Women Migration and Conflict

Author: Susan Forbes Martin
Publisher: Springer Science & Business Media
ISBN: 9789048128259
Format: PDF
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An estimated 35 million people worldwide are displaced by conflict, and most of them are women and children. During their time away from their homes and communities, these women and their children are subjected to a horrifying array of misfortune, including privations of every kind, sexual assaults, disease, imprisonment, unwanted pregnancies, severe psychological trauma, and, upon return or resettlement, social disapproval and isolation. Written by the world’s leading scholars and practitioners, this unique collection brings these problems - and potential solutions - into sharp focus. Based on extensive field research and a broad knowledge of other studies of the challenges facing women who are forced from their homes and homelands by conflict, this book offers in-depth understanding and problem-solving ideas. Derived from a project to advise U.N. agencies, it speaks to a broad array of students, scholars, NGOs, policymakers, government officials, and international organizations.

Internal Migration in Contemporary India

Author: Deepak K. Mishra
Publisher: SAGE Publications India
ISBN: 9351508560
Format: PDF, ePub, Docs
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A comprehensive analysis of the diverse experiences of migration in contemporary India. This volume addresses the impact of migration on society, highlighting the interlinkages between individual and societal aspirations. It interrogates the role of the state and non-state agencies involved in various aspects of the life and livelihoods of migrant workers and provides a critical assessment of the policy frameworks and instruments affecting migration. Focusing on the diverse aspects and types of internal migration, the book studies the exploitation and marginalization of migrants on the basis of class, caste, religion, gender, ethnicity and regional location in post-reform India.

Gender Violence Refugees

Author: Susanne Buckley-Zistel
Publisher: Berghahn Books
ISBN: 1785336177
Format: PDF, ePub
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Providing nuanced accounts of how the social identities of men and women, the context of displacement and the experience or manifestation of violence interact, this collection offers conceptual analyses and in-depth case studies to illustrate how gender relations are affected by displacement, encampment and return. The essays show how these factors lead to various forms of direct, indirect and structural violence. This ranges from discussions of norms reflected in policy documents and practise, the relationship between relief structures and living conditions in camps, to forced military recruitment and forced return, and covers countries in Africa, Asia and Europe.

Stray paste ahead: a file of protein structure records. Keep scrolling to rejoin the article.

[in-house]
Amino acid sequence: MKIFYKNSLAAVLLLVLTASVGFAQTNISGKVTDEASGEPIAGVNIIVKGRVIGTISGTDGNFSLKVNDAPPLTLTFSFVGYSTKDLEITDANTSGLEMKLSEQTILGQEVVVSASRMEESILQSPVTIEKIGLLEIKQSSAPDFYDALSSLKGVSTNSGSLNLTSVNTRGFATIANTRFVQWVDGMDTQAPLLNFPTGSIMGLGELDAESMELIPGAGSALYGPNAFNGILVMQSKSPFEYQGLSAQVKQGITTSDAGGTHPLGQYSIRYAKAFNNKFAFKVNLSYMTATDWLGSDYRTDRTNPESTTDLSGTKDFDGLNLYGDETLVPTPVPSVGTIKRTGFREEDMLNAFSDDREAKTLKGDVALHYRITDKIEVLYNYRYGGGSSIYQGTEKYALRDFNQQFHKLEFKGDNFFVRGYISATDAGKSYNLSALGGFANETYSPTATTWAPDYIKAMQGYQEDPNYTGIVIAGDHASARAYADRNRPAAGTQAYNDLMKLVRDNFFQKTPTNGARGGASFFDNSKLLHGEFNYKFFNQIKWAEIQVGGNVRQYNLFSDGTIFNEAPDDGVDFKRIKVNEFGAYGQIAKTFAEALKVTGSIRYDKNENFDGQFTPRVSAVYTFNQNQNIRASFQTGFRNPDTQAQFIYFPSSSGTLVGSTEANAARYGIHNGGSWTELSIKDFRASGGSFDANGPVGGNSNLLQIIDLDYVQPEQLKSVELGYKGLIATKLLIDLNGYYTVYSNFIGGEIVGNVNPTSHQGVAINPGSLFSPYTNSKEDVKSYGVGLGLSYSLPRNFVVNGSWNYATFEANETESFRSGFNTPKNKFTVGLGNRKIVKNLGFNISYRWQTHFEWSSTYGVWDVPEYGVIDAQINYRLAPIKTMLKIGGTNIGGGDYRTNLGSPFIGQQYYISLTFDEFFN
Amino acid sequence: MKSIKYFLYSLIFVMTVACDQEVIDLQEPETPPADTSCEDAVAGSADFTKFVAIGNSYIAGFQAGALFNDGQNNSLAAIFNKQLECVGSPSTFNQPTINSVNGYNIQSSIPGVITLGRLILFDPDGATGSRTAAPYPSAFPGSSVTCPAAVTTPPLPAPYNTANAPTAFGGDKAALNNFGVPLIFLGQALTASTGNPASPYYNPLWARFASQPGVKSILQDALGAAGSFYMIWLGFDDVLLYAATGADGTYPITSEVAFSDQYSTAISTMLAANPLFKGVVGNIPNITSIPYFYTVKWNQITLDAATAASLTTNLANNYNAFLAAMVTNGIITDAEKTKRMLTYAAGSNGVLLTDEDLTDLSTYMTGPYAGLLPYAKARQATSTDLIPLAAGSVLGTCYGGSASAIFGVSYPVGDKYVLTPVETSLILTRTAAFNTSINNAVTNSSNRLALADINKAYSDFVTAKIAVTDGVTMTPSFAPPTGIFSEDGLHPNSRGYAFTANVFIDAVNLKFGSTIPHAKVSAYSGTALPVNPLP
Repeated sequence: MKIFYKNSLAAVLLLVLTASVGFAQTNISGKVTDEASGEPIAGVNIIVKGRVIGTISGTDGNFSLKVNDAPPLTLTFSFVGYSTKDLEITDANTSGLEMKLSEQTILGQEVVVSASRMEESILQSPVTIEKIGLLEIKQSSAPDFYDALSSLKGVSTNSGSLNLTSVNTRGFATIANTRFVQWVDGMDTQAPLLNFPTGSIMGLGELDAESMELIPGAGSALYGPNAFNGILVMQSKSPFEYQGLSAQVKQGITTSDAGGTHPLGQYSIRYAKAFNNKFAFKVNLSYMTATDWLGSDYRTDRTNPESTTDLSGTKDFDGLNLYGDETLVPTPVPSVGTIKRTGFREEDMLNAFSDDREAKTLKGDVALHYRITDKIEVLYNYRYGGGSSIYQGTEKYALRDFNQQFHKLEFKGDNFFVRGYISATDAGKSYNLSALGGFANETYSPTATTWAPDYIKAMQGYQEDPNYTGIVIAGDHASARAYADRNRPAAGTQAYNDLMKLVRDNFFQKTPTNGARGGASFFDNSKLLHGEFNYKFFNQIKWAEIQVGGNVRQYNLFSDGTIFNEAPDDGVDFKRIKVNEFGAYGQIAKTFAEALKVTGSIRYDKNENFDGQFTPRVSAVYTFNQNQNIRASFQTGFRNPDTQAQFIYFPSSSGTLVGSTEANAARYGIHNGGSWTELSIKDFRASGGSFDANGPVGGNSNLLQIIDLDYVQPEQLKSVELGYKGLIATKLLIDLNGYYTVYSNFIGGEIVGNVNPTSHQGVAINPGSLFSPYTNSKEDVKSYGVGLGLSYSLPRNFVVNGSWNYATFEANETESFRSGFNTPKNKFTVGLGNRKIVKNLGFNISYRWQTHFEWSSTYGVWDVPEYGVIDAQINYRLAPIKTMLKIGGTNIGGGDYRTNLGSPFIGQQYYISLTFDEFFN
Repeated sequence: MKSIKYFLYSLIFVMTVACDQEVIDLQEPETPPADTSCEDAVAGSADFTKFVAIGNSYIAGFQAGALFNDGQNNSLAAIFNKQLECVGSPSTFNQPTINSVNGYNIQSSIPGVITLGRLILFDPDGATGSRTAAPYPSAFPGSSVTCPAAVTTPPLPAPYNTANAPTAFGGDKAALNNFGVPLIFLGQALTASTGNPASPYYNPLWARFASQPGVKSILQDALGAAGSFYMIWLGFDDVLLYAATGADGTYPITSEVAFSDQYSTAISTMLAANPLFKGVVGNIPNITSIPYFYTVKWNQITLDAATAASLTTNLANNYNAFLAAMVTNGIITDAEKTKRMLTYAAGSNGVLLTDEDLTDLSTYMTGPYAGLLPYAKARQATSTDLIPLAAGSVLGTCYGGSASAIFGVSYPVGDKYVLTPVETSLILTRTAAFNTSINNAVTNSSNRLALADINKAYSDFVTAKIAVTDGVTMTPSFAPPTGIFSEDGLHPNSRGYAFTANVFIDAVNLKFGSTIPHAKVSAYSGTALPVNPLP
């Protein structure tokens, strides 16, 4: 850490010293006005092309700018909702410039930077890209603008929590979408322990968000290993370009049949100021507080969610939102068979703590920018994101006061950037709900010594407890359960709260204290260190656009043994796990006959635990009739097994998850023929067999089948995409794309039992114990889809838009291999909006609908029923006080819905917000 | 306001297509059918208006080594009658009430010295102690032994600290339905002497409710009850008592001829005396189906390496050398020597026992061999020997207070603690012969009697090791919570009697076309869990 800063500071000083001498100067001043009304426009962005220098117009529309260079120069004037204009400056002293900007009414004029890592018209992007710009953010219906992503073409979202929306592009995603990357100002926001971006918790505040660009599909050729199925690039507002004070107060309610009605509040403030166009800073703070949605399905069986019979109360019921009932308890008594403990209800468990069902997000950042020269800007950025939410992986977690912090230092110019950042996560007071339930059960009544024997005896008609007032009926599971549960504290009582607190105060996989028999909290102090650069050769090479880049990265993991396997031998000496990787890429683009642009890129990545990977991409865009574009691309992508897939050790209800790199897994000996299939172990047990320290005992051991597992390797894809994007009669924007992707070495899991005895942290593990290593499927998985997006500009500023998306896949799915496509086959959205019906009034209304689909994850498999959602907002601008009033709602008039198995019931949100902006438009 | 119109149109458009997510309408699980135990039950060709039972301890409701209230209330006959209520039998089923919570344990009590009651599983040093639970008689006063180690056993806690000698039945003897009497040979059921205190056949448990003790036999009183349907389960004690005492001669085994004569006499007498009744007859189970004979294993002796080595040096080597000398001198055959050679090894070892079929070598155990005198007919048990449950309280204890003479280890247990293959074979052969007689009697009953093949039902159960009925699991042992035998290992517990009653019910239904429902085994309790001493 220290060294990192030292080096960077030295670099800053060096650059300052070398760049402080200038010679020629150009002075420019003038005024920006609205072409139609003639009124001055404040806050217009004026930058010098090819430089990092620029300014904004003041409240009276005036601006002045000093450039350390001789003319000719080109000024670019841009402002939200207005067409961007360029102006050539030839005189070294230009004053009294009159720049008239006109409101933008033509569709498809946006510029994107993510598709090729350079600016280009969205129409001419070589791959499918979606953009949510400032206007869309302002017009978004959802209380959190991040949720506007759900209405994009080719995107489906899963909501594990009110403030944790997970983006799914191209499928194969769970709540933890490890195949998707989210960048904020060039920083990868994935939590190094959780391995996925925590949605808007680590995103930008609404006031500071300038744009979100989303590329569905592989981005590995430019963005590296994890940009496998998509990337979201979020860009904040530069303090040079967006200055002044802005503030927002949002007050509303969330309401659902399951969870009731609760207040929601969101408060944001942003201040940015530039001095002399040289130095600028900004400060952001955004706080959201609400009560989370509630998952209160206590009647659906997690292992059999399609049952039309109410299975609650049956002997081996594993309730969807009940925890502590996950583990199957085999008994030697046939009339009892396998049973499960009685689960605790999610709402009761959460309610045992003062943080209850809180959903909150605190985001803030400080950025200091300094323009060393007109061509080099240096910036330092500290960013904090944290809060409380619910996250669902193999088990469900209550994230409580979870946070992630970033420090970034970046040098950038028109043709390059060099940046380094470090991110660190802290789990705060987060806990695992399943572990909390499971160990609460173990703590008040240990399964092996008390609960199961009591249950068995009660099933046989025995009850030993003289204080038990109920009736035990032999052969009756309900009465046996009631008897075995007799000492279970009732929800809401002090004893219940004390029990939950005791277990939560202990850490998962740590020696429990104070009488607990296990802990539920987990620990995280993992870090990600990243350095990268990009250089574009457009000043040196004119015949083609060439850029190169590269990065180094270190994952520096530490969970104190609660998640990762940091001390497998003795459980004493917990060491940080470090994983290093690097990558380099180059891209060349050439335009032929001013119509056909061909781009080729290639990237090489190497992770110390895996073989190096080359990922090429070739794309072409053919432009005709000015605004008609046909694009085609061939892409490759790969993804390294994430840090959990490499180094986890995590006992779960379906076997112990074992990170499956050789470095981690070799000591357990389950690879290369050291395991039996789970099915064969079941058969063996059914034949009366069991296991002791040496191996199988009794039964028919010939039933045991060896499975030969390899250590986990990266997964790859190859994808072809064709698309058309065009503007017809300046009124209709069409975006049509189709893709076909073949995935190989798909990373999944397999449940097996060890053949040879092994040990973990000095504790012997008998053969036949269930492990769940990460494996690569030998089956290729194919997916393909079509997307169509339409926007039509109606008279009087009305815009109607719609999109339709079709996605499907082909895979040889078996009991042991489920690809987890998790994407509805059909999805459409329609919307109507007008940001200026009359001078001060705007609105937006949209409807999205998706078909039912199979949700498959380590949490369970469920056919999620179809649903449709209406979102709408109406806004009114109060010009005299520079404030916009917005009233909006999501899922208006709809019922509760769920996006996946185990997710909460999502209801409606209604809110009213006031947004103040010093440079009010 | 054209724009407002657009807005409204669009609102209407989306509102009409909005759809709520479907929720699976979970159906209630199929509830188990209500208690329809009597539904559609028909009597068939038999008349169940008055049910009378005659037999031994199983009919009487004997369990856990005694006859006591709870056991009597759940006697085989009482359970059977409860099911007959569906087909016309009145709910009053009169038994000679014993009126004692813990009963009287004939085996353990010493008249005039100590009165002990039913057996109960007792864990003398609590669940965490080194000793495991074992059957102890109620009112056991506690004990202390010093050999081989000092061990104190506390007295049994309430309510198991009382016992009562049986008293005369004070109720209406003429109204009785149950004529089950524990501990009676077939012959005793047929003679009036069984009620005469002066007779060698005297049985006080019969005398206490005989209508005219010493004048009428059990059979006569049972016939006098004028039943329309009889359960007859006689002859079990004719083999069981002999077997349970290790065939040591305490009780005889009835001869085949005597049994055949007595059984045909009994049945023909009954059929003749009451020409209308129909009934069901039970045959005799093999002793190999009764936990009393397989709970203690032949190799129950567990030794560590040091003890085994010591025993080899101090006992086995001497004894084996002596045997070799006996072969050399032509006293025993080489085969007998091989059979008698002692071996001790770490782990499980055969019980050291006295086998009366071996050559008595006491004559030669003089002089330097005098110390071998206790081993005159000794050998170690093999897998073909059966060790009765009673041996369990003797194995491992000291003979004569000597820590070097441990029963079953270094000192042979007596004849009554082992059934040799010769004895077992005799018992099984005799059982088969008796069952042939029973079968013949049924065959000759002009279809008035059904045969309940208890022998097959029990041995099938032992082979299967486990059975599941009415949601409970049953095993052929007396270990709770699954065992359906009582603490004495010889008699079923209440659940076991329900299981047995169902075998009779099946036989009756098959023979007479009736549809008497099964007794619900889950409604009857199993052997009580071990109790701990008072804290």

Handbook on Gender and War

Author: Simona Sharoni
Publisher: Edward Elgar Publishing
ISBN: 1849808929
Format: PDF, Mobi
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This interdisciplinary Handbook offers a comprehensive and detailed overview of the relationship between gender and war, exploring the conduct of war, its impact, aftermath and opposition to it. Offering sophisticated theoretical insights and empirical research from the First World War to contemporary conflicts around the world, this Handbook underscores the centrality of gender to critical examinations of war.

The Migration Displacement Nexus

Author: Khalid Koser
Publisher: Berghahn Books
ISBN: 0857451928
Format: PDF, Docs
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The "migration-displacement nexus" is a new concept intended to capture the complex and dynamic interactions between voluntary and forced migration, both internally and internationally. Besides elaborating a new concept, this volume has three main purposes: the first is to focus empirical attention on previously understudied topics, such as internal trafficking and the displacement of foreign nationals, using case studies including Afghanistan and Iraq; the second is to highlight new challenges, including urban displacement and the effects of climate change; and the third is to explore gaps in current policy responses and elaborate alternatives for the future.

A Nation of Immigrants

Author: Susan F. Martin
Publisher: Cambridge University Press
ISBN: 113949273X
Format: PDF, Kindle
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Immigration makes America what it is and is formative for what it will become. America was settled by three different models of immigration, all of which persist to the present. The Virginia Colony largely equated immigration with the arrival of laborers, who had few rights. Massachusetts welcomed those who shared the religious views of the founders but excluded those whose beliefs challenged the prevailing orthodoxy. Pennsylvania valued pluralism, becoming the most diverse colony in religion, language, and culture. This book traces the evolution of these three models of immigration as they explain the historical roots of current policy debates and options. Arguing that the Pennsylvania model has best served the country, the final chapter makes recommendations for future immigration reform. Given the highly controversial nature of immigration in the United States, this book provides thoughtful analysis, valuable to both academic and policy audiences.